Sports and Home Eye Safety Month
In continuing with our theme over the past couple of months of Safety, we highlight Sports and Home Eye Safety in September. From personal and firsthand experience this topic should be near the top for everyone.
Think Safety First!
It is estimated that 100,000 Americans suffer eye-related injuries from sports activities each year.
What sports are most likely to be associated with eye injuries?
Basketball leads the list for the sports injuries in this country. Really, most of them occur from basketball and baseball—they make up about a third of all sports injuries in this country. This is followed by swimming and pool sports; and then racket sports and court sports; and then football, soccer, and golf. Now most of the injuries in these sports are caused by getting poked in the eye by a finger, because larger balls like basketballs really don’t fit into the eye socket. But smaller balls like racket balls and golf balls do fit into the eye socket and really give a lot of force directly to the globe. Golf balls, especially, because of their high velocity, cause just devastating eye injuries.
What kind of eye injuries do you see in people who do not wear protective eyewear while playing in sporting activities?
We see sporting injuries involving just about all parts of the eye, and often times people have a scratch on the cornea—and this can occur really from relatively minor trauma to the eye. And these are really painful but they tend to do well with appropriate treatment. But if you have a little more forceful blow to the eye, you’ll tend to get bleeding in the back of the eye or the front of the eye, or a cataract or retinal detachment, or even fractures of the bones—or even worse is a direct rupture of the eye.
If someone is hit in the eye but their eye doesn’t hurt, does that mean that everything will be OK?
Unfortunately, no. It’s a common misconception because anyone whose had a significant blow to the eye really should have an urgent evaluation of the eye. And this is because some minor injuries can be quite painful, but really some potentially blinding injuries are painless.
What should a person do if they get an injury to their eye while playing sports?
First is you really don’t want to touch, rub, or press on the eye because this can cause further damage—especially if the eye has any kind of an opening in it. You’d like to cover the eye up to minimize further damage, and sometimes if you don’t have a protective shield, you can just use either a paper or Styrofoam™ cup and tape it over the eye. If the vision is blurred, you really should get in to see somebody urgently. If you felt something hit the eye with any more than a minor force—either hitting your eye or your eyelids, even if the vision’s normal—you should get a thorough examination to look for silent but potentially blinding injuries to the eye like retinal tears or injuries that predispose to glaucoma. It’s OK to triage damage to go to an emergency room, but if you really need a more thorough examination to look for more subtle or severe damage, you really need to have this by an ophthalmologist or optometrist.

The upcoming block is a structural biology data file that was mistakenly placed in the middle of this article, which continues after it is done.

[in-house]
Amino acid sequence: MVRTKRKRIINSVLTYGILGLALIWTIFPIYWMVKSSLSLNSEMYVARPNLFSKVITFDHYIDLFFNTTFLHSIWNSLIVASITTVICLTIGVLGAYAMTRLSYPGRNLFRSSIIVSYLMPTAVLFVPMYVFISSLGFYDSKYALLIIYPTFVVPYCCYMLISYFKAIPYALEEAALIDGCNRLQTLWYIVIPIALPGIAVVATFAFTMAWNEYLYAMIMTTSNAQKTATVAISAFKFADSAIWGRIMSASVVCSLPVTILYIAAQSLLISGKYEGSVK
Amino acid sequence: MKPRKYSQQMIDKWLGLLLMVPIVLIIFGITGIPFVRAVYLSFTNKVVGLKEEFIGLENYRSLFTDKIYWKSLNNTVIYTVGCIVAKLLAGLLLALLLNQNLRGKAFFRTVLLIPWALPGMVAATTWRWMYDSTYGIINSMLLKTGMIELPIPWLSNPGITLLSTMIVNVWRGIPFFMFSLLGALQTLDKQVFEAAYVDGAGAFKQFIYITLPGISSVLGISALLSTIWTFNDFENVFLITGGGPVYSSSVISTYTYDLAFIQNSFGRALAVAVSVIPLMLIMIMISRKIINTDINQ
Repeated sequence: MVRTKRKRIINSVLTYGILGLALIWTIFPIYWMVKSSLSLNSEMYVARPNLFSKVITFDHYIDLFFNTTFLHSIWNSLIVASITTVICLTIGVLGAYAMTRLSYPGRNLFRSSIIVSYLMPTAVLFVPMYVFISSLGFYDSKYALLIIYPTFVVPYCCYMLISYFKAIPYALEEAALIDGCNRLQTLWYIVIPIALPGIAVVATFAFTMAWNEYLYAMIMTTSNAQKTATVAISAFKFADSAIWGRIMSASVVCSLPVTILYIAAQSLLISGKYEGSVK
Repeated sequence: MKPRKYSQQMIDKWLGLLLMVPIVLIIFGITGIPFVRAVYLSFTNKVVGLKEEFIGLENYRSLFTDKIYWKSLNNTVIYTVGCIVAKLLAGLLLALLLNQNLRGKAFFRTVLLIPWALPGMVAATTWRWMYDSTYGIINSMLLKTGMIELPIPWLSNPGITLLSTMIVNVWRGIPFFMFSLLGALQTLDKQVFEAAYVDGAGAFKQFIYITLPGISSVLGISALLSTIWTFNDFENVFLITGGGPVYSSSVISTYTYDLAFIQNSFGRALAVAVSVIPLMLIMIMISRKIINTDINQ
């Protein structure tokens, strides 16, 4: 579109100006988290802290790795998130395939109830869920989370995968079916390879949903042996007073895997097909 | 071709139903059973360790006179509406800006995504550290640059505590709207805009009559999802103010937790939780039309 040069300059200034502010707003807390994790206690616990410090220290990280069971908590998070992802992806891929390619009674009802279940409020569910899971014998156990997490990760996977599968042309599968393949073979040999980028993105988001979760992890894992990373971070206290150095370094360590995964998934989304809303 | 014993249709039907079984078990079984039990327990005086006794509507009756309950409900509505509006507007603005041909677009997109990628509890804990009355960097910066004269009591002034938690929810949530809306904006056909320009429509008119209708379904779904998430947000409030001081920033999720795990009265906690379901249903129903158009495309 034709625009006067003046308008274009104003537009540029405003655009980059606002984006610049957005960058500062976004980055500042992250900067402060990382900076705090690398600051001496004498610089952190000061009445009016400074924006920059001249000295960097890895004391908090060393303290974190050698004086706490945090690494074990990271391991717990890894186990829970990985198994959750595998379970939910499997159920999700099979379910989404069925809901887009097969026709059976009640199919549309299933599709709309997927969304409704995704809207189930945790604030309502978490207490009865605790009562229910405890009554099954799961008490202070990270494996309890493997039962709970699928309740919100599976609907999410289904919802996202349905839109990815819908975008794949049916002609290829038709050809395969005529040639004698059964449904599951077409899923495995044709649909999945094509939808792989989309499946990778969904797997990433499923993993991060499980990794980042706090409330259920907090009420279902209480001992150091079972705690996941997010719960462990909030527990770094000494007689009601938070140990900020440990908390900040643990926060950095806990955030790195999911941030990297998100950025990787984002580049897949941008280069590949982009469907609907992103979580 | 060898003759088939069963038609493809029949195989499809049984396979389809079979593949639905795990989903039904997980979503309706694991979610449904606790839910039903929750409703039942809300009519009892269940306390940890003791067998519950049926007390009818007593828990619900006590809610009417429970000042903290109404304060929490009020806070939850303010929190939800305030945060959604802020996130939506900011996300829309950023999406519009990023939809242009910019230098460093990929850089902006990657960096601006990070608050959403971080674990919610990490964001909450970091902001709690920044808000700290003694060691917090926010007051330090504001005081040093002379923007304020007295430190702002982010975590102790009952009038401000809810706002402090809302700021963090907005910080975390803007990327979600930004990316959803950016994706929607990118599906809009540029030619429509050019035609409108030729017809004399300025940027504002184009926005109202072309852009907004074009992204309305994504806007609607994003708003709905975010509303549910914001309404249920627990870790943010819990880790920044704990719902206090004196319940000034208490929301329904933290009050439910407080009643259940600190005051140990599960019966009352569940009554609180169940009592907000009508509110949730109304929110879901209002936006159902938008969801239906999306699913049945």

How easy is it to prevent eye injuries?
That’s the awesome thing, it’s really very easy. We know that about 90 percent of sports-related eye injuries can be prevented by wearing appropriate protective eyewear. And most of these lenses in this eyewear are made out of polycarbonate, which is an incredibly strong and clear plastic. But the recommendations for the type of protection really vary according to the sport. So, for example, if you have a relatively low-risk sport, such as singles tennis, a sturdy street-wear frame is really adequate protection. But if you have high-risk sport like ice hockey, a helmet and full facial protection is really recommended. And you really need to have these things fit by somebody who knows what they’re doing: an eye care professional who’s knowledgeable in sports eye wear. And I’d really recommend you ask around for a good one before spending the money.
Who needs to wear protective eye-wear?
Ideally, everyone should wear it, but the people that it’s most important for are functionally one-eyed athletes. And by functionally one-eyed, I mean somebody whose visual acuity, despite wearing glasses, can’t be corrected to better than 20/40 in their poorer-seeing eye. If a functionally one-eyed person has an injury to their better seeing eye, it really is a life changing event.
For example, in many states that person could no longer get a driver’s license to drive. Also, there are people who’ve had prior damage to their eye that are especially vulnerable to injury. Or people who are moderately or severely near-sighted because they have about a 10 times greater chance for developing things like retinal detachments following eye trauma if you compare them to a person who is not near-sighted.
And then lastly, another group that’s at high risk for sports injury is children. And this is because children really engage in sports in a fairly fearless manner and they’re also athletically immature so they’re pretty susceptible to sports injuries. And there are several good studies that show that eye injuries are markedly reduced in baseball and hockey youth leagues that have mandated appropriate protective eye-wear.
Do protective lenses hamper athletic performance?
There is a misconception of that and it’s probably the most common excuse for people not wearing protective lenses is that they think they’re not going to do as well. However, these lenses have been designed differently and really are very sports-specific. And there are multiple studies out now that show that properly fitted protective lenses do not impair sports performance. (University of Iowa Hospitals and Clinics) http://www.uihealthcare.com/kxic/2007/september/eyesafety.html
|Sparky has it right!|